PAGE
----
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In my experience, our students see us as “teachers.”

Please know that I have great respect for teachers, particularly at the secondary school level. I’ve long known that I don’t have the stuff, the spirit, the grit to do what they do. To ask college students to see their professors as something different from teachers is not to imply that professor is better, just that they are not the same, and students benefit from knowing this.

Their working definition for a “teacher” is quite possibly something like, “Person whose existence on the planet is to teach me stuff and help me pass my classes.”

I do not know many professors that see their role this way.

Barring previous exposure to academics, the vast majority of our students will not know what a professor does or how professors function inside a university. (They also won’t really understand the full scope of a university.) It is most likely that they will see you through a similar lens as their high school teachers, the only difference being that you’ve jumped through a couple of extra hoops to earn a PhD.

They simply do not understand the context surrounding the person at the front of the room.

In service of proving a fuller context, one of the things I do the first day of class (and in my course policies) is introduce myself. In the policies it looks like this:

My name is John Warner, and I am a native of Northbrook, IL, a northern suburb of Chicago, that is forever immortalized in the great John Hughes movies of the 1980’s (Sixteen Candles, Breakfast Club, Ferris Bueller’s Day Off, etc…). I graduated from the University of Illinois in 1992 with a degree in Rhetoric, which is really just a fancy name for “writing.” After a couple of years of work in Chicago, I returned to graduate school at McNeese St. University (go Cowboys) in Lake Charles, LA, where I graduated in 1997 with two degrees, an M.F.A. in Creative Writing and an M.A. in English Literature. For four years after graduate school I held a “real world” job as a marketing research consultant, where my background in creative writing proved very helpful. I returned to teaching in 2001 and since that time have worked at the University of Illinois, Virginia Tech, and for six years previous to coming to College of Charleston, Clemson University. This is my second year at College of Charleston. Last year I was known as “adjunct faculty.” This year my title is Visiting Instructor.

In addition to teaching, I am a writer and have published several books and frequently publish my stories, essays and humor on the web and in print. My most recent book is a novel called The Funny Man. I also work as an editor of a daily humor-oriented website called McSweeney’s Internet Tendency ( and as a columnist writing about teaching and writing for Inside Higher Ed ( I also write a weekly column for the Chicago Tribune book supplement, Printers Row. All of these responsibilities keep me very busy, but I teach because, believe it or not, it allows me to get up in the morning and look forward to the work I have to do.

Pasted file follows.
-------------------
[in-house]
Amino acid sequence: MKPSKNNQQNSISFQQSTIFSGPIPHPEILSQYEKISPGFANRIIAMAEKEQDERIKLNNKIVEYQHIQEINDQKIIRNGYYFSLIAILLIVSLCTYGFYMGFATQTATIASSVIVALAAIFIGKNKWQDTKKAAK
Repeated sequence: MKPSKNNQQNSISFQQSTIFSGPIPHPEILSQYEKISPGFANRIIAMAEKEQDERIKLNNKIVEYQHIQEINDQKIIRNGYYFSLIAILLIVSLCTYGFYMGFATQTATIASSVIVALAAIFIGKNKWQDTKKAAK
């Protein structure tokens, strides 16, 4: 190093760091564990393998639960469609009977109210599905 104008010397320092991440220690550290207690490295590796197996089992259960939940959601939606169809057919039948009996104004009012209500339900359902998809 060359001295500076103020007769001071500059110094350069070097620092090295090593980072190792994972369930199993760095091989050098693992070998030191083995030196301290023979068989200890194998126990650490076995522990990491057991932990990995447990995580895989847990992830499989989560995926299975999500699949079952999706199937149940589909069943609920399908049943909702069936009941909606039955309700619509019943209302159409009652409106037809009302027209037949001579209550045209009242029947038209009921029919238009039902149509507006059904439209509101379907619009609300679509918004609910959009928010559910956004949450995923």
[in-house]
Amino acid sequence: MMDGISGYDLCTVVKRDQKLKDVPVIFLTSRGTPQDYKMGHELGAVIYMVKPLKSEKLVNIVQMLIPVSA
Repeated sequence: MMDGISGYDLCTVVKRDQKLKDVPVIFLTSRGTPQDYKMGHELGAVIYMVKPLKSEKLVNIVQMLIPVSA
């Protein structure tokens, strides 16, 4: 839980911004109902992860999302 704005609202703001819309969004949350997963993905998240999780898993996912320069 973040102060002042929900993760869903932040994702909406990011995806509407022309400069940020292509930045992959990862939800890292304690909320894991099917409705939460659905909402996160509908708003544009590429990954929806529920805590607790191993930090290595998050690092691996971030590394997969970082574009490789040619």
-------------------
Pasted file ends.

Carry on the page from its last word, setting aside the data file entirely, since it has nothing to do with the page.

I am an Aries.


One of the things I want my students to know is that in addition to my classroom duties, I concurrently maintain a professional life as a writer and editor. I want them to know that I do these things because I enjoy them, but also out of a certain amount of economic necessity. Doing these things I enjoy requires a certain amount of hustle.

I also want them to see that my route to the classroom standing in front of them has been a journey with a couple of twists and turns, that I am, indeed, human and that my purpose in the world extends beyond being their “teacher.”

I believe this context is important for my students, particularly my freshman students, because rather than seeing me as their academic Sherpa who is paid to haul them to the summit, even if I have to drag them there, I want to be their guide or coach. I want them to recognize that they have most of the agency when it comes to their success (or not) in my course.

I want them to know that they are the engine, not the freight.

I’m not and have never been a professor, but I think it’s important for professors to do something similar. I believe professors should share something about their research – what they do and why - as well as the university service duties they’re responsible for. Students should know, for example, if you’re on curriculum or hiring committees, and the responsibilities you must meet as part of that service.

They should know if you’re tenured. They should know what tenure actually means and why you do (or don't) think it's important.

For those off the tenure track like me, I think context is just as vital. If you are a “freeway flier” forced by circumstance to juggle multiple sections at multiple institutions, students should know that – not as a bid for sympathy, but for their own understanding of what’s happening in that classroom.

My students are often surprised that teaching is only one of my two full-time jobs. Sometimes maybe they’re impressed, but I also occasionally sense some pity. I am quite obviously neither rich nor famous.

Impressed, pitying, either is okay with me, as long as they know who I am, and more importantly who I am to them.


I can be anyone you want on Twitter.



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